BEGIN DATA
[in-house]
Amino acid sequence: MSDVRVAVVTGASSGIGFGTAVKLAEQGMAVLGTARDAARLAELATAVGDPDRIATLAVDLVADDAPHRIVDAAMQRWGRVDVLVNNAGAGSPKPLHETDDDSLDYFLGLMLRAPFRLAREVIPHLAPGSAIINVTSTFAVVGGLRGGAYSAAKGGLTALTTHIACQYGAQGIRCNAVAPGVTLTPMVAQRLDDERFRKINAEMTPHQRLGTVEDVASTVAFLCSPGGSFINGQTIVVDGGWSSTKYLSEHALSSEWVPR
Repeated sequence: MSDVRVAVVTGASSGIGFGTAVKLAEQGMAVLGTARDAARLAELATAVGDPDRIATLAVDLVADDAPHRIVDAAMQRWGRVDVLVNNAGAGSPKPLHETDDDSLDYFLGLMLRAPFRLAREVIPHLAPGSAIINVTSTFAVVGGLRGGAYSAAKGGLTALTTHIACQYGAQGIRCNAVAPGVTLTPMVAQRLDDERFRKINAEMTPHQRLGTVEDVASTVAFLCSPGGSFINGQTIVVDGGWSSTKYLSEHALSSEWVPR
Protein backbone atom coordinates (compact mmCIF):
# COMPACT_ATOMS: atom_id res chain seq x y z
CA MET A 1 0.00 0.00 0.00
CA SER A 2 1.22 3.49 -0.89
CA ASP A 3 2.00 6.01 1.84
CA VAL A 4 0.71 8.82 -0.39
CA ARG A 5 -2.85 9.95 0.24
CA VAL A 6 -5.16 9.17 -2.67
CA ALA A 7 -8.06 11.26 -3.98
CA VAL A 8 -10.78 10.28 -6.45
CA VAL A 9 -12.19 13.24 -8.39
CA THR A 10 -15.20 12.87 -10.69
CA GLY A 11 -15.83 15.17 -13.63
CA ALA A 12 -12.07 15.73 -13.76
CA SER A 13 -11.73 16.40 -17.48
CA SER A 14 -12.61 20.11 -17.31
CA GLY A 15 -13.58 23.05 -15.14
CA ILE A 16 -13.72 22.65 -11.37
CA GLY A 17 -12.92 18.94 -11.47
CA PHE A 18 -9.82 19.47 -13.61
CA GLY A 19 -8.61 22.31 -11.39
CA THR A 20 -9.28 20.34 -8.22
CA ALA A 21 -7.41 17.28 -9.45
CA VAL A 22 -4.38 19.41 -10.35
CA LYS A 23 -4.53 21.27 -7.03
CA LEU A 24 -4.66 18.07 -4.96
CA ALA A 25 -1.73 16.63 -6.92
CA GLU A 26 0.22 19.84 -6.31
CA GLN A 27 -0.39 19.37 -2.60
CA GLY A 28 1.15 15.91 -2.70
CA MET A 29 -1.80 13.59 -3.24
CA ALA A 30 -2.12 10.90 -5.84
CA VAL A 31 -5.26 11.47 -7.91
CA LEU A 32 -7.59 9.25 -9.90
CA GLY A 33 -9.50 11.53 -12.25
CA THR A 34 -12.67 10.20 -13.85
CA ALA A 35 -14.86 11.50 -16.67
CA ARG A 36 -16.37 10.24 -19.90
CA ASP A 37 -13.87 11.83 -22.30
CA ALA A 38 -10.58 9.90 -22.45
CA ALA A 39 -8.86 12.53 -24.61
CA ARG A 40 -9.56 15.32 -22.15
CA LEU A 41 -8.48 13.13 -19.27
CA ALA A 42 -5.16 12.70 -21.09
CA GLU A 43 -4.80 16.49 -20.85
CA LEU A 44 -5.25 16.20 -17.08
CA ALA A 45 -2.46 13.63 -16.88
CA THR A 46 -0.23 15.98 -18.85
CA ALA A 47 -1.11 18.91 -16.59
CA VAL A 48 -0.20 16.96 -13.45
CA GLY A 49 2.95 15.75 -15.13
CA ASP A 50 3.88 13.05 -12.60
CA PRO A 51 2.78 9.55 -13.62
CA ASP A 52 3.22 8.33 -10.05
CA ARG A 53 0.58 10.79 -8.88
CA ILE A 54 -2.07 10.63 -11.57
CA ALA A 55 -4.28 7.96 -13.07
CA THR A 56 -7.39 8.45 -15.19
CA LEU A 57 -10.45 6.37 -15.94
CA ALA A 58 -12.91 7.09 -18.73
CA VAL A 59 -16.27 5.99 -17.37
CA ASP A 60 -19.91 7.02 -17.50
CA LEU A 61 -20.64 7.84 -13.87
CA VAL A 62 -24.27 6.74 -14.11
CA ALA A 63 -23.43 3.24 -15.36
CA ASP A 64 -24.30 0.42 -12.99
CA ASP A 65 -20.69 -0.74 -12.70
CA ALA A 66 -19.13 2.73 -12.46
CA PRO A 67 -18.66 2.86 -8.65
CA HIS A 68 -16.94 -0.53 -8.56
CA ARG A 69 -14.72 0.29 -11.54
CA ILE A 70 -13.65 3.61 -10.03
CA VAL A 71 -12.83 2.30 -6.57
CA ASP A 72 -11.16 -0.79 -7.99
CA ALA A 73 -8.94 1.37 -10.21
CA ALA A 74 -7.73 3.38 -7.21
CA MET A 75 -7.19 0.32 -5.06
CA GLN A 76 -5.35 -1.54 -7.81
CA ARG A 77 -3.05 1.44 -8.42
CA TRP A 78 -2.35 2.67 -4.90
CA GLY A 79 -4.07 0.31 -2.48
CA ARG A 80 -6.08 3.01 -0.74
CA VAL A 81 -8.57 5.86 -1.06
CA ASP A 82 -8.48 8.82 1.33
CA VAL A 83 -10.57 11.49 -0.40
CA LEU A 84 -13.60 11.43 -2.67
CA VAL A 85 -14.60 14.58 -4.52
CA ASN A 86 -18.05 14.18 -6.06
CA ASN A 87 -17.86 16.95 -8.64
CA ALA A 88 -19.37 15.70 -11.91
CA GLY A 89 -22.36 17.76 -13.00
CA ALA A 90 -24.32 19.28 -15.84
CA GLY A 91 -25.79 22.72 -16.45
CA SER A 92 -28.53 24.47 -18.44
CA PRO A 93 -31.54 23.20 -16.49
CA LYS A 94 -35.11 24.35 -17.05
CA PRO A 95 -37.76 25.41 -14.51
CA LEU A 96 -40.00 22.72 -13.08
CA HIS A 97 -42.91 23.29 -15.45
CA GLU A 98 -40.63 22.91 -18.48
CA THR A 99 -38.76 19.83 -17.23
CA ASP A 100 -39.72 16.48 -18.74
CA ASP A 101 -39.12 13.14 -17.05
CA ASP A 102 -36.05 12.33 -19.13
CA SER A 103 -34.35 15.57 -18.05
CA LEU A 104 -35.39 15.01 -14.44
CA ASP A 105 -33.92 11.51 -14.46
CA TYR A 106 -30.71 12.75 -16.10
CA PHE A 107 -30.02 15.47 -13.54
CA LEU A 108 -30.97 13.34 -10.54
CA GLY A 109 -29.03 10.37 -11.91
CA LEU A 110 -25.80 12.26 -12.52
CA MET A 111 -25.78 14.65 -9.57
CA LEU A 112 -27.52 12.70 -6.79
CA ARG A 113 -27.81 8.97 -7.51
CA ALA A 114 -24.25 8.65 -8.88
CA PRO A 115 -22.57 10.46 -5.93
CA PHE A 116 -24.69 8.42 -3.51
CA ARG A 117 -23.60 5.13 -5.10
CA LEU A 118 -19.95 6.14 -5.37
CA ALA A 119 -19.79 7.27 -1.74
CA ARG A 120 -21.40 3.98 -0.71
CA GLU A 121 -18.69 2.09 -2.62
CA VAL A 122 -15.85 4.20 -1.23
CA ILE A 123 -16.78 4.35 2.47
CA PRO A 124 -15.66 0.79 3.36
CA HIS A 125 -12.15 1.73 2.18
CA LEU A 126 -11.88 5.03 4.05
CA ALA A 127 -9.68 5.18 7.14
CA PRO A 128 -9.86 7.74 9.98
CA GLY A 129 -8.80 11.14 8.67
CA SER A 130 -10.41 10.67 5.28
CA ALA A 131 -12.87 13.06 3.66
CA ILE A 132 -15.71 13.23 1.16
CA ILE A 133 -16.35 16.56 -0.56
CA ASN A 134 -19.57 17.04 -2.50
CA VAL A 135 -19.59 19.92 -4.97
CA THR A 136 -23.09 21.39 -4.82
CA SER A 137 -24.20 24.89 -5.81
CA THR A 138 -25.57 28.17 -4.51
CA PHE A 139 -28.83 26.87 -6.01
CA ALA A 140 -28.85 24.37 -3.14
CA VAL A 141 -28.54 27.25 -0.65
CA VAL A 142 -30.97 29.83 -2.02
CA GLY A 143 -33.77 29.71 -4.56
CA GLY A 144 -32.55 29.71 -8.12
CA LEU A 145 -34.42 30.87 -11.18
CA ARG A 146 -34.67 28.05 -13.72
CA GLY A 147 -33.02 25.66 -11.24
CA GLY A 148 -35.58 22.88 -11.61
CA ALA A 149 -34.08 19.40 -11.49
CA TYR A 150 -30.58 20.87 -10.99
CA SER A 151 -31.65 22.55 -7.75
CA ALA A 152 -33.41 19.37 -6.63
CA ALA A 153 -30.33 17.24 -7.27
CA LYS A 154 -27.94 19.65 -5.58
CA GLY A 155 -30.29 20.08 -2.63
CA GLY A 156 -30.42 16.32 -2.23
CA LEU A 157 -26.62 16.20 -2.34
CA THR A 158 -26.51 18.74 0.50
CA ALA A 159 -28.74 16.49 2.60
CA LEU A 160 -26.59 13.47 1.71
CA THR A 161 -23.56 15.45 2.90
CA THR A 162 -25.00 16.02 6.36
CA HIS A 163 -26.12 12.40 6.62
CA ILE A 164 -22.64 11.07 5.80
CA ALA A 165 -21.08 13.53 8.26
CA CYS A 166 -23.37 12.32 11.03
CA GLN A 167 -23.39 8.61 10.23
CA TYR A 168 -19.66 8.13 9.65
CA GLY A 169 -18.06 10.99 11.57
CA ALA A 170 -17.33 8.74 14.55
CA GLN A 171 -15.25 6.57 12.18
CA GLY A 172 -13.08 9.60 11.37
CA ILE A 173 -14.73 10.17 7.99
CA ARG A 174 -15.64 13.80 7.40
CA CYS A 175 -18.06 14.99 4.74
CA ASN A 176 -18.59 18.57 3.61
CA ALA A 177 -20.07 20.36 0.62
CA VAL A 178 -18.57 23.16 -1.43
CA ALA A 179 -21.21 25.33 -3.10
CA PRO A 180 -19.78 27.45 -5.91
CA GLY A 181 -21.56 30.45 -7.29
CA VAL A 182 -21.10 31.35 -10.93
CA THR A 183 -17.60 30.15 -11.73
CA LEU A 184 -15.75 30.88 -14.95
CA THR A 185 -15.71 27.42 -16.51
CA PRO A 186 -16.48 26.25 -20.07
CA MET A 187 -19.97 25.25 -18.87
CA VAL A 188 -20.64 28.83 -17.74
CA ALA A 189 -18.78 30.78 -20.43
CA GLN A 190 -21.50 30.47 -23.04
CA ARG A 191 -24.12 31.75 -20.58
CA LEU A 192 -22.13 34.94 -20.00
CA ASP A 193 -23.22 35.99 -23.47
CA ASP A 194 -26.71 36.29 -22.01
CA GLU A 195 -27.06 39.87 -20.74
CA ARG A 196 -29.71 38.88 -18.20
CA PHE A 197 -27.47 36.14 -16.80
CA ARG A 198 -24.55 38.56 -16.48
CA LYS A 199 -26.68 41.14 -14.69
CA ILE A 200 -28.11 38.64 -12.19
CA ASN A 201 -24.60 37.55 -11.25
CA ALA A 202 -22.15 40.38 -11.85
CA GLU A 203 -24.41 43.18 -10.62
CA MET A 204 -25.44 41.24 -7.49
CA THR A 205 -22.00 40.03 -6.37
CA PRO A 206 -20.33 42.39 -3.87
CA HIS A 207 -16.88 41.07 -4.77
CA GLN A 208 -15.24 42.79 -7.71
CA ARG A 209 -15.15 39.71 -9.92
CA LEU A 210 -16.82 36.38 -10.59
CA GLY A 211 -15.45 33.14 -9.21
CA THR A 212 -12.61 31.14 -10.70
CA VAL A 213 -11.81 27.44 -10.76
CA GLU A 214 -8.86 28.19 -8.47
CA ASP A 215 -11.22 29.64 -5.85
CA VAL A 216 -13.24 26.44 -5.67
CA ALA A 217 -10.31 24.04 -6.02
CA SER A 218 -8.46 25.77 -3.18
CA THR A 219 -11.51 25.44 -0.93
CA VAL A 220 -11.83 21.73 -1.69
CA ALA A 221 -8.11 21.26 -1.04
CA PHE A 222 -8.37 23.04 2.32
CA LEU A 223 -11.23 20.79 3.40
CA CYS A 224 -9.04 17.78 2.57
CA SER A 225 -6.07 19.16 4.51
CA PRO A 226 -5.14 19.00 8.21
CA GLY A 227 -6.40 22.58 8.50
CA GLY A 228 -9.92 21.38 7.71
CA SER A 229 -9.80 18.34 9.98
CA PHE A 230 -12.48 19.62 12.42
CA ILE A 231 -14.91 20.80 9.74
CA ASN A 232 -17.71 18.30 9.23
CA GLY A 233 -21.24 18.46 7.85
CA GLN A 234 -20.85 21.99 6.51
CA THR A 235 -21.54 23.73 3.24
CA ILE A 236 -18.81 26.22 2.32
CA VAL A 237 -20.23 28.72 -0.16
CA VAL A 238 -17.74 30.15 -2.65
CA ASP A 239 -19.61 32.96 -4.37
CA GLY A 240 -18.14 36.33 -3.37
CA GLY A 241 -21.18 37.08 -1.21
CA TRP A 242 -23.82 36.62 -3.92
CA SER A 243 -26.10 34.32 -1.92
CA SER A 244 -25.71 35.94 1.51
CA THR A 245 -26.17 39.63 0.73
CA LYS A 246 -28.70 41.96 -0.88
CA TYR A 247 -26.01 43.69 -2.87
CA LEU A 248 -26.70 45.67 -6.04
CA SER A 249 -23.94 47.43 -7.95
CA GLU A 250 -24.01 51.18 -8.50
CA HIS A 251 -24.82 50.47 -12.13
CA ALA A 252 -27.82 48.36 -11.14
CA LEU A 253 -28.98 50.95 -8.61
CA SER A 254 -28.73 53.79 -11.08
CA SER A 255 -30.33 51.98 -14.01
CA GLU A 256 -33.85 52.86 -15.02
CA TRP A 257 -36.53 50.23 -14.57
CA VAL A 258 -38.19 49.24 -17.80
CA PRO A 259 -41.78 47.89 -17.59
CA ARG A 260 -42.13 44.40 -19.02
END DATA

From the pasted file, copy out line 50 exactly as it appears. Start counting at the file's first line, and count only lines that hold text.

CA ALA A 45 -2.46 13.63 -16.88